Last Thursday, as they usually do right before Mother's Day, the U.S. SSA released their baby name data for 2010. One pattern that many are noticing is that the pattern of girls tending to get more trendy/unusual names than boys is diminishing or in some cases reversing. If you do the math from the percentages given on the SSA lists (don't use the actual numbers when comparing between years since that enters the birthrate into question), you will see that the percentages of girls being given a Top 10 name is going back up after an overall downward trend over the past several decades while the percentages of boys with a Top 10 name continues to go down. Also, if you take a look at Laura Wattenberg's NameVoyager and select to see either all of the girl or boy name data (but not both together) you'll see that the percentage of boys given a name that is less common than #1,000 continues to go up while it's basically flat (between 2009 and 2010) for girls.
What's the force behind the changing trends? Well, much of it falls on the rising generation of under-30 new parents: the Millennials (or Generation Y if you prefer). Although sexism in naming and other gender issues is certainly still there, for this new generation it is less so. From my experience, we're (I'm a member of this generation) less uptight about our boys standing up to traditional expectations. This leads to the continuing diversification of the boy name pool, as well as a slowing down of the "unisex name plight" to the girls in spite of the co-opting of such names continuing (the latter I've discussed before on my blog).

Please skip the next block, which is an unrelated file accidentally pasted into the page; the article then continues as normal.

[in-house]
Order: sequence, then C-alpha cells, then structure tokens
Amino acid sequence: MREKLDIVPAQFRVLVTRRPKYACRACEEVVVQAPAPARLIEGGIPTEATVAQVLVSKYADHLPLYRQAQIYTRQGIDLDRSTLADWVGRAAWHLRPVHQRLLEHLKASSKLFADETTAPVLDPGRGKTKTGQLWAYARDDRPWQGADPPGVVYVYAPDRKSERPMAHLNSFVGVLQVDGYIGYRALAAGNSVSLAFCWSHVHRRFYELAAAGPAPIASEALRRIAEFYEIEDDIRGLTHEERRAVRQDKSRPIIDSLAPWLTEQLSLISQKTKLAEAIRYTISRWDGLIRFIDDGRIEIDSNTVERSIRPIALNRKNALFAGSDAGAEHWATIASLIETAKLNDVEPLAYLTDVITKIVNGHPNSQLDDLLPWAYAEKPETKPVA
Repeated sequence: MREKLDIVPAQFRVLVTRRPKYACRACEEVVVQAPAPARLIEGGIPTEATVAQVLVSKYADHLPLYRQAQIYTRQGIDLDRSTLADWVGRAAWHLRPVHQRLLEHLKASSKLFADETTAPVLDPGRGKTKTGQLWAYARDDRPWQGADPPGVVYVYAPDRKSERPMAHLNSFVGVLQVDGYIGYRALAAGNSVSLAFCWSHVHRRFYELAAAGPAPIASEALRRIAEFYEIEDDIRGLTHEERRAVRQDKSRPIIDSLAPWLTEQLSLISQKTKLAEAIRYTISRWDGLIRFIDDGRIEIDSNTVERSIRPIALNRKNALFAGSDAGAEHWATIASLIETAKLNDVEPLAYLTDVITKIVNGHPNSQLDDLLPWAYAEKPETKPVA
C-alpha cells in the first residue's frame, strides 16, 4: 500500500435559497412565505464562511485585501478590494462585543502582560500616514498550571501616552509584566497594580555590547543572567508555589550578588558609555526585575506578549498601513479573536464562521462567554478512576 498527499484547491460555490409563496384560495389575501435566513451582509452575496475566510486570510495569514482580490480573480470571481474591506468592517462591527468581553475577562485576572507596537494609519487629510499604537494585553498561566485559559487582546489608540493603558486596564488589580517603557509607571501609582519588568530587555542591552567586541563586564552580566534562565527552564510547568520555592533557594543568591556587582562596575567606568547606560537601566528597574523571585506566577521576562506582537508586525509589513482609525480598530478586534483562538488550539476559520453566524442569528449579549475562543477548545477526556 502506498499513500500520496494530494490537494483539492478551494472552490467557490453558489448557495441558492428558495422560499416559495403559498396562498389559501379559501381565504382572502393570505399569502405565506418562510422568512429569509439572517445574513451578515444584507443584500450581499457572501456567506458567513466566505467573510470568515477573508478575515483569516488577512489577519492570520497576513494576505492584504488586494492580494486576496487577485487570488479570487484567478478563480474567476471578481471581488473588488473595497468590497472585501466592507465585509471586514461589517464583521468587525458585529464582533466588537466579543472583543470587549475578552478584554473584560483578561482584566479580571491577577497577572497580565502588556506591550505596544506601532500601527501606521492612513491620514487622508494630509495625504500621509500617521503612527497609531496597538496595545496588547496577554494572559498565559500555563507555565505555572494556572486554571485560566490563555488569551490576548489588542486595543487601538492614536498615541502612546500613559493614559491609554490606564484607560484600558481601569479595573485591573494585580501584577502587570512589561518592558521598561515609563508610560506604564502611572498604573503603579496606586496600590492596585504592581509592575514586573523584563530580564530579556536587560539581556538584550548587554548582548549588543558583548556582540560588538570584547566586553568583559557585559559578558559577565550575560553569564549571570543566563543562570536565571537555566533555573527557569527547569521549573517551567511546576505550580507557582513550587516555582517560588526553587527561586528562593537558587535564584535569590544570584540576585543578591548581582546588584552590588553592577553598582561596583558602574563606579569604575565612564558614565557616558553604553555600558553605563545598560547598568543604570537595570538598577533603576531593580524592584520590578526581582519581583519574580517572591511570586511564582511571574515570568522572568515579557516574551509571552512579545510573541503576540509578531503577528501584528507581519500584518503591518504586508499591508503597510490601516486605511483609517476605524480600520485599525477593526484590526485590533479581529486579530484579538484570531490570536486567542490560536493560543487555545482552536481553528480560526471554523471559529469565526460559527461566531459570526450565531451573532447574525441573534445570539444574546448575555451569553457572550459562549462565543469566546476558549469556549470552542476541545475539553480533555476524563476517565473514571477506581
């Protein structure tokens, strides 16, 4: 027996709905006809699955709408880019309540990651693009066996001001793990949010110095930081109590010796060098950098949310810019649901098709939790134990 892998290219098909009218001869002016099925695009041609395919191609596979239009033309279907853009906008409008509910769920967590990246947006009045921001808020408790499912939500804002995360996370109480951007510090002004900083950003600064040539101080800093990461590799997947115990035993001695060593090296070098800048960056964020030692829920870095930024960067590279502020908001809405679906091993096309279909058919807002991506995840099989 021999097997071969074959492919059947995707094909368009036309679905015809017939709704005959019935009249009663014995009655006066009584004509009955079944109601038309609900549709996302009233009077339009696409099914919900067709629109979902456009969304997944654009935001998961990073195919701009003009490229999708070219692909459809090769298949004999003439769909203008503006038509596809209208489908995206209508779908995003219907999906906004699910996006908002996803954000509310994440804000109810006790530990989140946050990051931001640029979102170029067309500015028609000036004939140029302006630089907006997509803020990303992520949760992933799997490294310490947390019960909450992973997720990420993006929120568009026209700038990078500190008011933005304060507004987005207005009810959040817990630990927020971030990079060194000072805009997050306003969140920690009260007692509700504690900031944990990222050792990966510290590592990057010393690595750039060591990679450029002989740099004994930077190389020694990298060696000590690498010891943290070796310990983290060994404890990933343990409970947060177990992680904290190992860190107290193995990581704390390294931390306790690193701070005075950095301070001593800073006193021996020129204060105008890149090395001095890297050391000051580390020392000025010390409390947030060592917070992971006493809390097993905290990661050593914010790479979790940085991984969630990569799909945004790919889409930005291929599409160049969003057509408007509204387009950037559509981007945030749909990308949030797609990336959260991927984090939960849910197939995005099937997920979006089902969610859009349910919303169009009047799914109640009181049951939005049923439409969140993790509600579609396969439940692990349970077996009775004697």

Although the Millennials may be more diversified in their name choices, from my predictions they will overall also be more "traditional" than Boomers or Xers were. This does not necessarily mean that they will go back to the stalwarts of their parents' day, but rather than going more "tryndee" they will likely go on routes like the "Exotic Traditionals" and the "Antique Revivals" (using terms from Wattenberg's book) that are becoming fashionable and go for those names that have a history but aren't saturated in usage to their ears. In cases like the Irish/Celtic trend, it will likely continue but we'll probably see more "authentic" Irish names rather than the "faux-Irish" names like Colleen and Erin (i.e. ones that aren't traditionally used as names in Ireland) that were common in the past.
Remember that with much I've posted this is a generalization. (If you have your own thoughts on the general trends they're certainly welcome though.)